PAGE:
In a recent conversation with Sergei Antonov, an assistant professor of history at Yale who specializes in Russia after 1800 and who grew up in the Soviet Union, Yale Philharmonia Principal Conductor Peter Oundjian asked what led the working class, in January 1905, to rally at the Winter Palace of Tsar Nicholas II.

“Petersburg,” Antonov said, “had this mystique of this wonderful sort of legendary city, but in many crucial ways it was just like any other late 19th/early 20th century city: poor transportation, poor hygiene and sanitation, a lot of labor turnover, a lot of risk, poor health care. So, all of those issues were, of course, real. And there was a pretty powerful labor movement. In other words, workers gathering together, going on strike, asking for economic conditions. And then if you add to this a political component … we get this pretty volatile kind of climate.”

On January 22 of 1905, the Russian Revolution began with an event that Shostakovich recounted, more than 50 years later, in his Eleventh Symphony.

“We have this extraordinary scene of the palace square, pre-dawn, this iciness in the air as if people are gradually approaching at the beginning of the symphony,” Oundjian explained. “And then you hear a trumpet fanfare, which is extremely ominous.”

“These horns were a signal to open fire for the troops,” Antonov said.

“The second movement begins and suddenly the atmosphere changes,” Oundjian said. “Suddenly, we are in the action of things.”

Bloody Sunday, as it has come to be known, resulted in hundreds of deaths and marked the beginning of the larger revolution which got traction in 1917 and led to the establishment, in 1922, of the Soviet Union.

Oundjian has called Shostakovich’s Eleventh Symphony “one of the most powerful pieces ever written,” saying, “It is really about the power of the human struggle and about human defiance.”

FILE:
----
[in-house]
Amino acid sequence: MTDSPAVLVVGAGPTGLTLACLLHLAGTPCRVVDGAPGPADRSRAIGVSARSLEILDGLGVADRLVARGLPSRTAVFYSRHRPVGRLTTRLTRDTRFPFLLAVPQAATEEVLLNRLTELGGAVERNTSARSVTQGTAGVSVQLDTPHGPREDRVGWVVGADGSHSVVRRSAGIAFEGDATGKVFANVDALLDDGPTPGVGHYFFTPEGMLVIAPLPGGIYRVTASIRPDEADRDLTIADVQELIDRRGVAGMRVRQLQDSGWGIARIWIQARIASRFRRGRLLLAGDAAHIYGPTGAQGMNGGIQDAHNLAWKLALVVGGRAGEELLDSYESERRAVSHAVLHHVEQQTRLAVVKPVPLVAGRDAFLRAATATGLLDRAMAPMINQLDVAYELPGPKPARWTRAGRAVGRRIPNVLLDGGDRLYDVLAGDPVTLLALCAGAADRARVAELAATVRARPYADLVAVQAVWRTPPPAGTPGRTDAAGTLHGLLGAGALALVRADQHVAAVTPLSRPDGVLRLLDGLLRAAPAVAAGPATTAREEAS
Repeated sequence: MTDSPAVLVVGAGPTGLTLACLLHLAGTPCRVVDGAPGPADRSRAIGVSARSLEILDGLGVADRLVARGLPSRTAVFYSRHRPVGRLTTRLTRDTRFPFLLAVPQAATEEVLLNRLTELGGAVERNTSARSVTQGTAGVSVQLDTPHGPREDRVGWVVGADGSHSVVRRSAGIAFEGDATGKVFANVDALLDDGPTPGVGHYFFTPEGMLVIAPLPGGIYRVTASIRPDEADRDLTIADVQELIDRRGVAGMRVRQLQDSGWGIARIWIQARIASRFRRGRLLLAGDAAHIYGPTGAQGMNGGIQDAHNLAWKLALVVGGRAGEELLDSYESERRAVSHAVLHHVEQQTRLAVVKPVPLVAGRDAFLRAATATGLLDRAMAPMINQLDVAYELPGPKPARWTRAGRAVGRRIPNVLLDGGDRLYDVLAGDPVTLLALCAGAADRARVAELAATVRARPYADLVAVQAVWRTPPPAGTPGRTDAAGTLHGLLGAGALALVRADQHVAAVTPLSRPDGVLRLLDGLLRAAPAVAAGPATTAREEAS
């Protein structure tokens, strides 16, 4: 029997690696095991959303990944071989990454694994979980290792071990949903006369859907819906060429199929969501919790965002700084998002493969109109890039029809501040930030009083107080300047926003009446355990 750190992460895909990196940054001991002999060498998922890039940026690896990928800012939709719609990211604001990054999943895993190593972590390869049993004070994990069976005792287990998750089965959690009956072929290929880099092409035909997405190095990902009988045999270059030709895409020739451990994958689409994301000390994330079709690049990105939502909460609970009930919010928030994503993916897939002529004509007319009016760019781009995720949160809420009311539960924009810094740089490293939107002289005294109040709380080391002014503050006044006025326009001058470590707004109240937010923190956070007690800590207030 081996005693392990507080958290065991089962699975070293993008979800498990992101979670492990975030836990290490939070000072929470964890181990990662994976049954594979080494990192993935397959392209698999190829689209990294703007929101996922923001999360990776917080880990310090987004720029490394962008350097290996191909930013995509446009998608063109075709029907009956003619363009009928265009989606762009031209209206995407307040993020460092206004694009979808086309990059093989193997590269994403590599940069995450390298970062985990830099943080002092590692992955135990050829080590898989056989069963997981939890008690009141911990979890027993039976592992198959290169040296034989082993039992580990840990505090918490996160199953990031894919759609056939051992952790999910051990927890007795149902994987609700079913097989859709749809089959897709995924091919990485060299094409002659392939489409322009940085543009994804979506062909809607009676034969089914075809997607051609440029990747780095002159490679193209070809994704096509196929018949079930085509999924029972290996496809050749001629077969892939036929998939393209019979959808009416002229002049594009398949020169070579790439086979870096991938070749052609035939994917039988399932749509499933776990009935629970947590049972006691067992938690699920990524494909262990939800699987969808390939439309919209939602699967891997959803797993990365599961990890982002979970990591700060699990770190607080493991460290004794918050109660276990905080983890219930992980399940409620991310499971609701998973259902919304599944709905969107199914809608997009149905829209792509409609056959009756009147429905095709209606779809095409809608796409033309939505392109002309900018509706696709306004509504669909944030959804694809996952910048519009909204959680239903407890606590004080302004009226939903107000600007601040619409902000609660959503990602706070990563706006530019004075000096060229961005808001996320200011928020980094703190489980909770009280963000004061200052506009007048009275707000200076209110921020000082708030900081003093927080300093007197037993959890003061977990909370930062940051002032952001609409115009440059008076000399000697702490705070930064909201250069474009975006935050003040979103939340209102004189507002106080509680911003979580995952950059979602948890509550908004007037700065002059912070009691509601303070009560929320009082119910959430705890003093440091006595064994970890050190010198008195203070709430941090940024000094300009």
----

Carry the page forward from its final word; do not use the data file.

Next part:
Peter Oundjian will lead the Yale Philharmonia in a performance of Shostakovich’s Symphony No. 11 in G minor, Op. 103, “The Year 1905” on Friday, Jan. 18, at 7:30 p.m., in Woolsey Hall.

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Published January 9, 2019
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Pianist Peter Serkin to perform Bach’s “Goldberg” Variations

Peter Serkin. Photo by Regina Touhey Serkin

Visiting Professor of Piano Peter Serkin is set to perform Bach’s enduring “Goldberg” Variations, BWV 988, on Wednesday, January 16, as part of the Horowitz Piano Series. The program also includes Mozart’s Adagio in B minor, K. 540, and the Sonata in B-flat major, K. 570. We spoke with Prof. Serkin about his relationship with the monumental “Goldberg” Variations and his views on performing the work on a modern instrument.

Q: You’ve performed the “Goldberg” Variations since the beginning of your career. How has your approach to the work changed over the years?

A: The Aria with 30 variations by Bach is such a great work that one keeps discovering more in it; working on it and considering it can easily be a life’s project. I first started playing it when I was about 13. When I had a lesson with my teacher, Mieczyslaw Horszowski, he listened to the whole piece and when it was done sat there for at least two or three minutes in silence. Then he said about Bach, “What a great heart this man has!” Then a few years later it was on my graduation program at Curtis. Since then I have kept coming back to it.

I have five recordings now of this work. One, from Freiburg, Germany, is of a live performance. Right before the concert there, the presenter, who is a friend, came back to say that he would like me to take no repeats so that we can go out to eat and drink sooner afterward. So, after playing the Webern Variations, I defiantly, and mischievously, played the Bach with all its repeats. This was the very first time I had performed it like that. I was actually surprised at how compelling and convincing that was.